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Give Vaccine to All Who Desire, Deserve It: COVID Advisor For Maha

“No vaccine on earth can guarantee you 100 percent protection,” says Dr Subhash R Salunkhe.

3 min read

Union Health Secretary Rajesh Bhushan had said on Tuesday, 6 April, that the government is prioritising COVID vaccines for those who need it, not those who want it. The clamour for opening up vaccines for all has been gaining ground, and several states have written to the PMO for permission to vaccinate all above 18.

In the state of Maharashtra, the worst-hit state in the country right now, experts are asking why vaccines are being restricted.

FIT speaks with Dr Subhash R Salunkhe, technical advisor to the government of Maharashtra, on the state's strategy to tackle the surge and vaccinations.


How do you see the situation in Maharashtra right now? Is there an end in sight?

At this juncture as of today, as anticipated, we are on the rising curve, and that means we are getting more cases day-by-day and this curve will continue to rise for the next two weeks.

When you see one positive case, there are at least 25 times the number of cases who are positive, but who have not been detected.

For example, in Pune, if there are 8,000 new cases, multiply it by 25 times, that comes to 2 lakh cases. So, two hundred thousand people in Pune are now likely to be positive.

Some of them are super spreaders and they transmit more. Please note that in the next two to three weeks, we are going to see an upward trend, unless we intervene. If we don’t do anything, the curve will keep going up.”


Why are we hearing about people getting infected after taking their vaccination?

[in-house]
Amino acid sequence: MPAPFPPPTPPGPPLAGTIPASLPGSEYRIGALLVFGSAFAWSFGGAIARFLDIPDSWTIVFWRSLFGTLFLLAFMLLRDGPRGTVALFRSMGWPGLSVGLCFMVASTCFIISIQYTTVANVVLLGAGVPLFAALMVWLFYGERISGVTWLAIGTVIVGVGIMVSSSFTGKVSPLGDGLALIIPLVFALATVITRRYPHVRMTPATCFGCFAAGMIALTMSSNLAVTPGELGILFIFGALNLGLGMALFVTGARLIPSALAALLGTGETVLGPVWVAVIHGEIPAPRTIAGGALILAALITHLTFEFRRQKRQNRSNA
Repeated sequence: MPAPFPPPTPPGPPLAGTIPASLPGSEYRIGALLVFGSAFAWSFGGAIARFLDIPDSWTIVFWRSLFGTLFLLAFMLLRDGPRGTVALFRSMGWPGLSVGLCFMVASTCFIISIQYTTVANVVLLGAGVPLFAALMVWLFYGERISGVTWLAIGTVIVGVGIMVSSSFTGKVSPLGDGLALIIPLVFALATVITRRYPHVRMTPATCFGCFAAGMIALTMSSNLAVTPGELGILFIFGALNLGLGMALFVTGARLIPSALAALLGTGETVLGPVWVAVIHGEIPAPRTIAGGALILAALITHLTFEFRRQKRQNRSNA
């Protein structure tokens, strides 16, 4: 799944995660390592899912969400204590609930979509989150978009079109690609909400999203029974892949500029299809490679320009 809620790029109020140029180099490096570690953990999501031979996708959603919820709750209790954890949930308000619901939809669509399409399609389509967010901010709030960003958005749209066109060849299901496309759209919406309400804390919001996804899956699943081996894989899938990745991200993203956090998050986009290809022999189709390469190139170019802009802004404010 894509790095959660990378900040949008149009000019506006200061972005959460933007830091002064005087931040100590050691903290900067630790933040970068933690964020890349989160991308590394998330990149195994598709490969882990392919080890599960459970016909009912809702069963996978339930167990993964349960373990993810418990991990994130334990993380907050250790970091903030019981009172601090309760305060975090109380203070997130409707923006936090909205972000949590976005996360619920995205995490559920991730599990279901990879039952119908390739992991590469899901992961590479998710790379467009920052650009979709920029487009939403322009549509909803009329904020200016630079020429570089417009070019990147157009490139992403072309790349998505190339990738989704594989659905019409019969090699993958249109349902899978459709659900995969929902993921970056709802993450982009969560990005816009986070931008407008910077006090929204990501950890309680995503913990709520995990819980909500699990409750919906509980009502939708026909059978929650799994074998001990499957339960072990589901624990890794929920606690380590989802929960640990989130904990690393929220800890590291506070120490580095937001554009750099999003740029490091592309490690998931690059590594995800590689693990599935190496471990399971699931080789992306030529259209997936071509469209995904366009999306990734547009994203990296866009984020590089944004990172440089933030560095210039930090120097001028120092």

First and foremost, let us understand, vaccine alone or vaccination as a standalone strategy will not work. Because if you and I take vaccine today, I am not going to get protected tomorrow. It takes a long time to build immunity and even after immunity is built up, I will still not be fully protected.

Take my own case, I took two doses of vaccination and still got COVID. Now, that is because antibodies which are in my body may not protect (from) the virus entering my nose or lodging in my throat. In spite of proper dosaging, 15 percent to 20 percent people will get infected.

No vaccine on earth can guarantee you 100 percent protection. That doesn’t happen.


Where are we going wrong with vaccinations?

We knew that if we want to make a dent in this particular pandemic, 30 crore Indians need to be vaccinated in a span of three months. And for 30 crore people to be vaccinated, we need 60 crore doses.

Now, why we could not calculate the simple mathematics, I don't understand. Why did we not rope in local manufacturers? Or import vaccines? I also have the same set of questions.


Is universal vaccination the answer?

There is no need to vaccinate all 135 crore Indians. We need to vaccinate people where there is a peak of the outbreak, where the growth rate of this epidemic is high, where right now, 40 percent positivity is occurring, for example, in cities like Pune or Nashik.

In these cities, give vaccination to everyone beyond the age of 18. At least start with those populations between 18 and 45 who have comorbidities. First, I was saying that at least start with 45 plus. They have now accepted it after a delay of one-and-a-half months.

Now, I am insisting that please start with 18 years and above. If not, at least start with those who have comorbidities. If there is a 30-year-old young man or a woman having severe diabetes, what right do we have to say ‘no, we won't give you a vaccine’? It is unethical.


How we vaccinate all above 45 in 2 weeks?

Mobile vaccination centre approach is an old one. We have done it.

As Director, Health Services, Maharashtra, I have vaccinated large number of children via mobile units. At each sub-centre, we have ensured there are ambulances that are fully equipped to treat and manage anaphylactic reaction. If we do that, it is possible. The bottom line is, give access to the vaccine to everyone who desires it or who deserves it.

What we need to do is use community leaders as the motivators, rope in those who can advocate and let them help us to mobilise the community, so that everyone is brought to the centre.

Everyone is given the facility and access to this vaccine, and those who are unwilling or have doubts, we should answer their questions.

Those municipal corporations or municipal councils or the district authorities who fail to do that are not worth their salt.

We have to do this. There is no alternative. Let us do it in mission mode.

(This story was first published in FIT and has been republished with permission.)

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